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Home » Industry News » Water Engineering & Management » Western Cape municipalities are making progress with safe drinking water according to latest Blue Drop Report

Western Cape municipalities are making progress with safe drinking water according to latest Blue Drop Report

By Larry Claasen

The Western Cape municipalities and entities received a total of 15 Blue Drop Certifications in the 2023 Blue Drop Report as published by the National Department of Water and Sanitation.

The Blue Drop report, published by the Department of Water and Sanitation, is a comprehensive assessment of the state of all 958 water supply systems (WSS) in each of the 144 water services authorities (WSA) in the country.

The report evaluates water supply systems according to its design capacity, operational capacity, water quality, technical skills, and water safety plan.

The goal of the Blue Drop Certification programme is to induce changes in behaviour of individuals and institutions to facilitate continuous improvement and adoption of best practice management of the delivery and distribution networks from abstraction to the water treatment works to the points of use.

Anton Bredell, Western Cape Minister of Local Government, Environmental Affairs and Development Planning, congratulated the provincial entities for their good performance.

“In the previous Report from 2014, we received eight Blue Drop Certifications, so we have made progress, and I want to thank and recognise the entities that worked hard to maintain their status and also those that improved on this very important service delivery metric,” Bredell said.

The Blue Drop Certifications were awarded to water supply systems in:

  • Berg Rivier Municipality
  • City of Cape Town Metro
  • Drakenstein Municipality
  • George Municipality
  • Overstrand Municipality (Baardskeerdersbos, Buffeljags Bay, Buffelsrivier, Greater Gansbaai, Greater Hermanus, Kleinmond, Pearly Beach, and Stanford)
  • Saldanha Bay Municipality
  • Swartland Municipality
  • Theewaterskloof Municipality

Minster Bredell said that challenges identified in the Report also need to be recognised and addressed.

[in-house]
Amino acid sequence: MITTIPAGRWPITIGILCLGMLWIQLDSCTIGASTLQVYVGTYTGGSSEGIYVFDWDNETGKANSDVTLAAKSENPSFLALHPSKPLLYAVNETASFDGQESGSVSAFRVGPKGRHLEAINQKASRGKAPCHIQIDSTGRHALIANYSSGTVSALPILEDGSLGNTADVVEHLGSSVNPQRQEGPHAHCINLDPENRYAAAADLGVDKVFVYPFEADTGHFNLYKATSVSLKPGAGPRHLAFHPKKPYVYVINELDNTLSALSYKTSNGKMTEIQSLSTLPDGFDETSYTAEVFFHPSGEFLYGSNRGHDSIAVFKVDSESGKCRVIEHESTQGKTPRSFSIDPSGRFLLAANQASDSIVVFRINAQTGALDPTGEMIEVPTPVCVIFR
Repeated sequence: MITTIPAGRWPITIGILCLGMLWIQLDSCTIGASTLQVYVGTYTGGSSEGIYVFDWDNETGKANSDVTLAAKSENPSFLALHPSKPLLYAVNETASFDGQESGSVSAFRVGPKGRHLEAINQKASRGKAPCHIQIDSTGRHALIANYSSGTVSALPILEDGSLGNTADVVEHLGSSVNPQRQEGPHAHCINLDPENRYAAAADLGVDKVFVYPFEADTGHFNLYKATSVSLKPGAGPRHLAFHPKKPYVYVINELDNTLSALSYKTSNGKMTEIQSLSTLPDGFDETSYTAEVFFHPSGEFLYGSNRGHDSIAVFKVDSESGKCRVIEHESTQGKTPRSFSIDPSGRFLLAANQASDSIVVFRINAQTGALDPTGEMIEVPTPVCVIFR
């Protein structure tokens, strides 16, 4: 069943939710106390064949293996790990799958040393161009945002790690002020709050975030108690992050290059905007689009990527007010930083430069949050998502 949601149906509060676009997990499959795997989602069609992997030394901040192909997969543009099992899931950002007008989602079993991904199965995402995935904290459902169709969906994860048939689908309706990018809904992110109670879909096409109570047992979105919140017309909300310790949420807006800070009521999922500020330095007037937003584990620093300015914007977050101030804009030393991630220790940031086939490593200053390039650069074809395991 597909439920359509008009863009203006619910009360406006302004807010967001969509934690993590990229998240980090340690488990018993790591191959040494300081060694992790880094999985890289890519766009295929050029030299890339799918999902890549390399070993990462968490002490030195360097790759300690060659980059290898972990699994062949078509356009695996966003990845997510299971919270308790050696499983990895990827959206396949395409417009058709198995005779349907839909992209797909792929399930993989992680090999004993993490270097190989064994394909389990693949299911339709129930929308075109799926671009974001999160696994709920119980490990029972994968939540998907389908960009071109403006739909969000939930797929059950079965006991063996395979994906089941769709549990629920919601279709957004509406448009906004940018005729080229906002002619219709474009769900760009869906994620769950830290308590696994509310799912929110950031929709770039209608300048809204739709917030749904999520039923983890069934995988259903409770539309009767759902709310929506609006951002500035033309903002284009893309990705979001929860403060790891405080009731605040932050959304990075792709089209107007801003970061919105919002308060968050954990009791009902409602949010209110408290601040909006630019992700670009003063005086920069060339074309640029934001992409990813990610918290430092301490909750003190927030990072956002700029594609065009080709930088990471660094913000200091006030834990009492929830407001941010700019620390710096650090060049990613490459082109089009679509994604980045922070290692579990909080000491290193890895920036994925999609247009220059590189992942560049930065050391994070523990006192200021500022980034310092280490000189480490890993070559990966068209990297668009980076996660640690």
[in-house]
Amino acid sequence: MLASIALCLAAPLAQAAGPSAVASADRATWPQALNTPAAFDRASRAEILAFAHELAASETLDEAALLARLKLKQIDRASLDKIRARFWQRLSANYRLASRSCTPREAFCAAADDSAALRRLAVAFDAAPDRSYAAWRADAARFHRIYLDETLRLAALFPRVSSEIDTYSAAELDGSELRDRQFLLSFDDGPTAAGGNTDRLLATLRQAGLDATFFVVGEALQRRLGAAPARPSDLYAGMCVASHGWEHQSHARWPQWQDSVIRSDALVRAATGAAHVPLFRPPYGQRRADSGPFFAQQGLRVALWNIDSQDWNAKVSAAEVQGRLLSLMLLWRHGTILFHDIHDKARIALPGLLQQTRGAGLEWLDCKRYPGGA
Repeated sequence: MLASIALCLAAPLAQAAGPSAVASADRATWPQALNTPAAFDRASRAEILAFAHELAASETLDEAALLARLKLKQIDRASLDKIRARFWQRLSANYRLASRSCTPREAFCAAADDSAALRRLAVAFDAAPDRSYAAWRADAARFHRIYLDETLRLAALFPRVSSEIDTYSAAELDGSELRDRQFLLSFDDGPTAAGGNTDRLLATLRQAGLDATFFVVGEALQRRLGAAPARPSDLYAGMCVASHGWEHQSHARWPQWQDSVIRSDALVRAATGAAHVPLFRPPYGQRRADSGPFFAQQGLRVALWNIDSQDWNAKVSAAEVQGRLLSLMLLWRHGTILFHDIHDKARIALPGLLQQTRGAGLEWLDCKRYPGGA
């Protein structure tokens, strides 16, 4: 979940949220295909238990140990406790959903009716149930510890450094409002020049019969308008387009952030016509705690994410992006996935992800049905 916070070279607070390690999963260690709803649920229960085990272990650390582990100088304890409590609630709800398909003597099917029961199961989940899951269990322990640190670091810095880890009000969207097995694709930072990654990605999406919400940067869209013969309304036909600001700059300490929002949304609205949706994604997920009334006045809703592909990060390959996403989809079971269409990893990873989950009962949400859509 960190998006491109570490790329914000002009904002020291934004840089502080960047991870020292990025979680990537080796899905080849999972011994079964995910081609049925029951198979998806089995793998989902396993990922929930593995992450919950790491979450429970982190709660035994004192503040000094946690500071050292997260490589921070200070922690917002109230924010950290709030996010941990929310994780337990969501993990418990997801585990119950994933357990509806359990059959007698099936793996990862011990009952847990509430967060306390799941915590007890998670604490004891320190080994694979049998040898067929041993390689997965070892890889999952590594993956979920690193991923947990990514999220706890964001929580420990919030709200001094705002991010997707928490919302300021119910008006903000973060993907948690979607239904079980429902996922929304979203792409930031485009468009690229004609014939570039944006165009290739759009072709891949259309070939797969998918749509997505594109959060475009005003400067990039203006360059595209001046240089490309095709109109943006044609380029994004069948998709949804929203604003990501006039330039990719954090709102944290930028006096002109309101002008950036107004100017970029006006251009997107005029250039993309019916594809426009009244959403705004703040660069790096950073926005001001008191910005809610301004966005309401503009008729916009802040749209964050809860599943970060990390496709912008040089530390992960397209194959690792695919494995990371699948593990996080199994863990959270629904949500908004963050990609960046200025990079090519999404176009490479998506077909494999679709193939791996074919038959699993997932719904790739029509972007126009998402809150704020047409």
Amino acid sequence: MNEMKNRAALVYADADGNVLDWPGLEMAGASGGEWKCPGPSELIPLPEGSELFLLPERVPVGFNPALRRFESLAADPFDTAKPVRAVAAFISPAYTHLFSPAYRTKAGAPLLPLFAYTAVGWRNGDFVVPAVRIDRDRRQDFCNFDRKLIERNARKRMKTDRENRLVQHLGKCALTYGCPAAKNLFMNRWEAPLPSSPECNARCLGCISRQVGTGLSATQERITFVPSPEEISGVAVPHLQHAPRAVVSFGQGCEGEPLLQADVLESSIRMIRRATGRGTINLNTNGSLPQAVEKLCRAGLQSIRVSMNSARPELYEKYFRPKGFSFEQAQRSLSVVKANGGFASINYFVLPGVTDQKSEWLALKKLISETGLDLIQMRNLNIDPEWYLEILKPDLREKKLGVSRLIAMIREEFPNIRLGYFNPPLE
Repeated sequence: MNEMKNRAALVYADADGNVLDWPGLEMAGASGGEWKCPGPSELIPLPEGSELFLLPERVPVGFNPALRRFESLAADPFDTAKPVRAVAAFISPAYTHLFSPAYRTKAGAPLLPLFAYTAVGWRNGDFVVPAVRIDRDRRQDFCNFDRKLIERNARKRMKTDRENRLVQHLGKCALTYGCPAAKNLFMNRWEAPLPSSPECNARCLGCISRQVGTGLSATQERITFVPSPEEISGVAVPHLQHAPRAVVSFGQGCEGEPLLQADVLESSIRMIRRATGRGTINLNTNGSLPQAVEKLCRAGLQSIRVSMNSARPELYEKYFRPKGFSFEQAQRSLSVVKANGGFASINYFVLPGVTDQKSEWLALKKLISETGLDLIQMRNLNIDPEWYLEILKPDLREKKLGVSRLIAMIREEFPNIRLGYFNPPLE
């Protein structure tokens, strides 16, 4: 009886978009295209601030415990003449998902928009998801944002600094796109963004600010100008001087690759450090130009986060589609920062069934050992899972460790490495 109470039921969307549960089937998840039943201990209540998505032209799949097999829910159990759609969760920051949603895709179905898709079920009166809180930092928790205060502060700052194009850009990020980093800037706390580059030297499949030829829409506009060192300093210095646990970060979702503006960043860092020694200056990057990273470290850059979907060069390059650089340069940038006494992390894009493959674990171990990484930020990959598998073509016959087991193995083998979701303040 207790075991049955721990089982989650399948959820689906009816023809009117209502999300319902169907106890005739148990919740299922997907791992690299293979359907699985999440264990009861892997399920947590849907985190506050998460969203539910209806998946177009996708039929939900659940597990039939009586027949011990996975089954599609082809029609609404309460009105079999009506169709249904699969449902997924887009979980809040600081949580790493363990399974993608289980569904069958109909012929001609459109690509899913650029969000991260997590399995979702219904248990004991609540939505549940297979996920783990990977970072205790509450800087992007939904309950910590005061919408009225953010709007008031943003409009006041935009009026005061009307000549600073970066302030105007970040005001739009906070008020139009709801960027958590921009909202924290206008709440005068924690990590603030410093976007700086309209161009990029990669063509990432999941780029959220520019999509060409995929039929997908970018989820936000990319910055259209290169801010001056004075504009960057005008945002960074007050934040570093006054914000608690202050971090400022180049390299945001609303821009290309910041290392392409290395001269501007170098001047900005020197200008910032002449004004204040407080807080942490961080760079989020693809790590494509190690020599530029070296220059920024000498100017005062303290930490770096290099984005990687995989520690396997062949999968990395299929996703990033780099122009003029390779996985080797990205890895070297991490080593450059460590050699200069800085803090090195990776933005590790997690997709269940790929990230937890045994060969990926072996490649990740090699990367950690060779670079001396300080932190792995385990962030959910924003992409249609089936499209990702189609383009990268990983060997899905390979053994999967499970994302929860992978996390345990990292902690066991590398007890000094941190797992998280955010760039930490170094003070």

• It was, however, not all good news as according to the report, eight water supply systems in the Western Cape are in critical condition:
  • Beaufort West Municipality (Murrysburg and Nelspoort)
  • Hessequa Municipality (Jongensfontein)
  • Kannaland Municipality (Ladismith, Van Wyksdorp, and Zoar)
  • Prins Albert Municipality (Klaarstroom, Prince Albert)

What led to the water systems being in critical condition was being looked at.

“The Department of Local Government is investigating the root causes for these failures in the various water supply systems. We will provide support ranging from training of process controllers, support with infrastructure funding applications, and technical assistance as needed,” Bredell said.

A water supply system that achieves equal to or above a Blue Drop score of 95% is regarded as excellent and is then awarded the prestigious Blue Drop Certification status. A system that achieves less than 31% is regarded as dysfunctional and would trigger appropriate regulatory interventions.

The scorecard was designed to consider evidence against five key performance areas:

  • 1: Capacity Management;
  • 2: Drinking Water Quality Risk Management;
  • 3: Financial Management;
  • 4: Technical Management; and
  • 5: Drinking Water Quality Compliance.

Each performance area and its respective sub-criteria carry different weights based on national regulatory priorities. The audit period under review was July 1 2021, to June 30 2022, resulting in a Blue Drop score issued in 2023.

The Western Cape has 25 Water Service Authorities, with 124 water supply systems, treating on average 1 162 422 kilolitres per day. The province has an available capacity of 2 163 000 kilolitres per day, according to the Report.

Bredell said that the Blue Drop Report augments and supports work done by the province with its 15-Year Western Cape Integrated Drought and Water Response Plan, which analysed all municipal water infrastructure and available water sources in the province.

The Water Plan provides tools for municipalities to project their future water needs against different population growth and economic growth scenarios.

The Western Cape may have performed well, but the country as a whole has gone backwards.

“The overall performance trend indicates a regression from 2014 to 2023,” the report said.

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